Craft | Languishing tradition of Kodiyala Handloom Sarees
CULTURE AND BACKGROUND
Kodiyala- a village in Srirangapatna taluk, Mandya District, sets a mark in Karnataka history as one of the major weavers for the Royal Family of Mysore, especially during the reign of Tipu Sultan. It is also known for their history in weaving, Sugar-candies (Kallusakkare) and incense sticks. The weavers wove clothes for not only the royal families, but also politicians and other important personalities. The major patrons of Kodiyala Weaving were Tipu Sultan, Wodeyars, Indira Gandhi, S M Krishna etc.
The decline in this tradition has led to the unawareness of this art among the textile and design enthusiasts in and beyond Karnataka. The market chain of the products by Kodiyala is also very limited in number due to which, sales of these products are very minimal and limited to their vicinity. Demand for sarees are increasing day by day and people prefer beautiful or extravagant sarees at an affordable price, which power looms produce. Even though the material and weaves are not as strong and authentic as Handloom weaves, people choose to buy sarees woven by the machines it is cheaper and also mimics the grand look that the handloom attempts to provide. The designs of sarees change according to the requirement of the modern consumer market. The materials have also evolved in terms of blends. The weavers have switched to blends like Poly-cotton and Art silk than pure silk and cotton because of the increase in price of raw materials. Kodiyala, today, sells mostly sarees of silk, cotton, blends and cotton towels. However, Kodiyala also weaves many cotton sarees using Organic dyes.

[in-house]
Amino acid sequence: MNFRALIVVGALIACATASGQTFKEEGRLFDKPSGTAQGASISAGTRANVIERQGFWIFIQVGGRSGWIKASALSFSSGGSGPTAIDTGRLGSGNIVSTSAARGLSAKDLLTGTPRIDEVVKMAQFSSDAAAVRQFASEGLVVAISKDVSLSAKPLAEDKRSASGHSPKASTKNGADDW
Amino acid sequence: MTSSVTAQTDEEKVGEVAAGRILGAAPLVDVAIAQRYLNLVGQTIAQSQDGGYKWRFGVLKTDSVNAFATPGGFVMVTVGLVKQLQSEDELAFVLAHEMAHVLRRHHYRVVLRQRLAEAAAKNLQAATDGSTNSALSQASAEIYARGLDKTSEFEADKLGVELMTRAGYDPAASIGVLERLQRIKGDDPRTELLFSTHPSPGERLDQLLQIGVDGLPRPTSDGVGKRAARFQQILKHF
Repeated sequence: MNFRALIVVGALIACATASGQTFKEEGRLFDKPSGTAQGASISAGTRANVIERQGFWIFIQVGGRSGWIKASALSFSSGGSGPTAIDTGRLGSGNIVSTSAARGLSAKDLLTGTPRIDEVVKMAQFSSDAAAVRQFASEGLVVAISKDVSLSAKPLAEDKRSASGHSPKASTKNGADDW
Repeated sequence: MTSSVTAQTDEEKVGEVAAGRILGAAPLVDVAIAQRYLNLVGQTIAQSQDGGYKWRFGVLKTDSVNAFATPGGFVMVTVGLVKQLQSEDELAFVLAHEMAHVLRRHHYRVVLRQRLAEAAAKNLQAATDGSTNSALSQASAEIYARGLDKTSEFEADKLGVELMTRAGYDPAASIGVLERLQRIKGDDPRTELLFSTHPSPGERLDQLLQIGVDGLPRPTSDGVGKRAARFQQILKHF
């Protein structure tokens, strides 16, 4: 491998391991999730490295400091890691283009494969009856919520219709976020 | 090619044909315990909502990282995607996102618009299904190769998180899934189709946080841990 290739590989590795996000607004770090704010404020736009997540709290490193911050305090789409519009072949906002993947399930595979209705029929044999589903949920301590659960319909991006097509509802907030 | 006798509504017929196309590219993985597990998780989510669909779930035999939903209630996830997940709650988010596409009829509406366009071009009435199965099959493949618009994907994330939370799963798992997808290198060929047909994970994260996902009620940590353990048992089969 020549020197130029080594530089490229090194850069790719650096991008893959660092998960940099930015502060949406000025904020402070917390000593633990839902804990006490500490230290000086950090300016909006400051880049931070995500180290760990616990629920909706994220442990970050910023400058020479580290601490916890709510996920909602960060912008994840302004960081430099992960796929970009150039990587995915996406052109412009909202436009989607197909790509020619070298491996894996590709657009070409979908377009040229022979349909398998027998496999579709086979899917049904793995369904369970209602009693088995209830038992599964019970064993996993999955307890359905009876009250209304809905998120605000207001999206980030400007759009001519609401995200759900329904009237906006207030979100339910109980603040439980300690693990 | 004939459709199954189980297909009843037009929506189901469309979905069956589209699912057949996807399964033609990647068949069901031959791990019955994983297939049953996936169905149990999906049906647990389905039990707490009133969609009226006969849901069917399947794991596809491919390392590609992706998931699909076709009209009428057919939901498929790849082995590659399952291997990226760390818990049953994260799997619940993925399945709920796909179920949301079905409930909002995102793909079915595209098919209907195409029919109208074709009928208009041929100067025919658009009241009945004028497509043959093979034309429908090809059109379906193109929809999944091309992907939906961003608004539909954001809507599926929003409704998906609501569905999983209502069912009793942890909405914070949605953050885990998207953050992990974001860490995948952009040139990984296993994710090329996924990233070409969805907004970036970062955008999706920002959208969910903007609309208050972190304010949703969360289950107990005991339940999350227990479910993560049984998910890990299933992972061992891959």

Words and Photos by Astha Khubele
Kodiyala is home to hundreds of Padmashalis, a Telugu speaking Weavers Community, who migrated from Andhra Pradesh. Traditional weaving was done mainly on handlooms and was their primary source of income. They were a colony of weavers who produced “rich, colourful saris and dhotis, unique in nature and style with eye catching motifs.” (Madhusoodan & K R, "The village that wove clothes for Tipu, Indira - Times of India", 2012). Tipu Sultan, the ruler of Srirangapatna and Mysore was said to be immensely fond of cotton cloth woven and produced by the Kodiyala weavers. This began a long, proud relationship between the community and Mysore Royalty. The intricate design of kodiyala sarees by the weaver’s soon caught the eye of the royal household at Srirangapatna. What started as few orders of Kodiyala sarees by the royal family turned to have increased eventually and for almost all the members of the royal family including Tipu Sultan himself. Handlooms were mainly used by the weavers to weave the sarees since the reign of Tipu sultan and it used to take 3-4 days to complete a single saree to with 1-3 weavers working on it .
CURRENT STATE OF AFFAIRS
Industrialization of India post-independence brought modern looms or power looms to the village, which was pioneered by S M Krishna who connected a Direct Powerline from Tubinakere Power Station. These powerlooms could churn out a number of saris everyday with ‘minimal human intervention.’ Hence, Kodiyala mostly uses powerlooms now, which has led to a gradual, yet significant decline in the tradition of Handloom weaving in Kodiyala. The Family legacy of Handloom weaving among the Padmashali community in Kodiyala seems to be diminishing significantly due to the introduction of Powerlooms, financial instability among families, and lack of sufficient government funding. The introduction of powerloom has led to a decline in following the family heritage due to the reduction of manual labour, increase in production and consumes lesser quality of time as compared to handloom. The government of Karnataka seems to be contributing and encouraging this village to continue the tradition, however, it is not efficient or motivating enough to be followed.